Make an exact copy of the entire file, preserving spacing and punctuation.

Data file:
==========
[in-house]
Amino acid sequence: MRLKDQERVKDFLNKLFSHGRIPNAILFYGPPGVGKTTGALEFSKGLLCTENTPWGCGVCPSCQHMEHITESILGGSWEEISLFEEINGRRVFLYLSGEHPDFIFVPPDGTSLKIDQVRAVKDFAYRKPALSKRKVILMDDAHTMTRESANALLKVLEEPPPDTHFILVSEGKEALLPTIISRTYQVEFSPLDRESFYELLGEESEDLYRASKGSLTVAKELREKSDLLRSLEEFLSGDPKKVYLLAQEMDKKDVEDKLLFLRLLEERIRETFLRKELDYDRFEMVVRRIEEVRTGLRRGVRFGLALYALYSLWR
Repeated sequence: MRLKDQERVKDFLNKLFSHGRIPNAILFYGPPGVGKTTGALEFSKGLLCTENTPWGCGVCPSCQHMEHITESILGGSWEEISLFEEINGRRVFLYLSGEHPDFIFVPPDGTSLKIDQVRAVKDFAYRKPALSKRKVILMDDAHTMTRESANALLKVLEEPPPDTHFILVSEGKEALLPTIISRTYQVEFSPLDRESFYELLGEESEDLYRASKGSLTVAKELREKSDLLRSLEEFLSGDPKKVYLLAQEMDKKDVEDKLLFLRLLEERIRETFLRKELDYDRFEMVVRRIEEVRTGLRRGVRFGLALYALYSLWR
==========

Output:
[in-house]
Amino acid sequence: MRLKDQERVKDFLNKLFSHGRIPNAILFYGPPGVGKTTGALEFSKGLLCTENTPWGCGVCPSCQHMEHITESILGGSWEEISLFEEINGRRVFLYLSGEHPDFIFVPPDGTSLKIDQVRAVKDFAYRKPALSKRKVILMDDAHTMTRESANALLKVLEEPPPDTHFILVSEGKEALLPTIISRTYQVEFSPLDRESFYELLGEESEDLYRASKGSLTVAKELREKSDLLRSLEEFLSGDPKKVYLLAQEMDKKDVEDKLLFLRLLEERIRETFLRKELDYDRFEMVVRRIEEVRTGLRRGVRFGLALYALYSLWR
Repeated sequence: MRLKDQERVKDFLNKLFSHGRIPNAILFYGPPGVGKTTGALEFSKGLLCTENTPWGCGVCPSCQHMEHITESILGGSWEEISLFEEINGRRVFLYLSGEHPDFIFVPPDGTSLKIDQVRAVKDFAYRKPALSKRKVILMDDAHTMTRESANALLKVLEEPPPDTHFILVSEGKEALLPTIISRTYQVEFSPLDRESFYELLGEESEDLYRASKGSLTVAKELREKSDLLRSLEEFLSGDPKKVYLLAQEMDKKDVEDKLLFLRLLEERIRETFLRKELDYDRFEMVVRRIEEVRTGLRRGVRFGLALYALYSLWR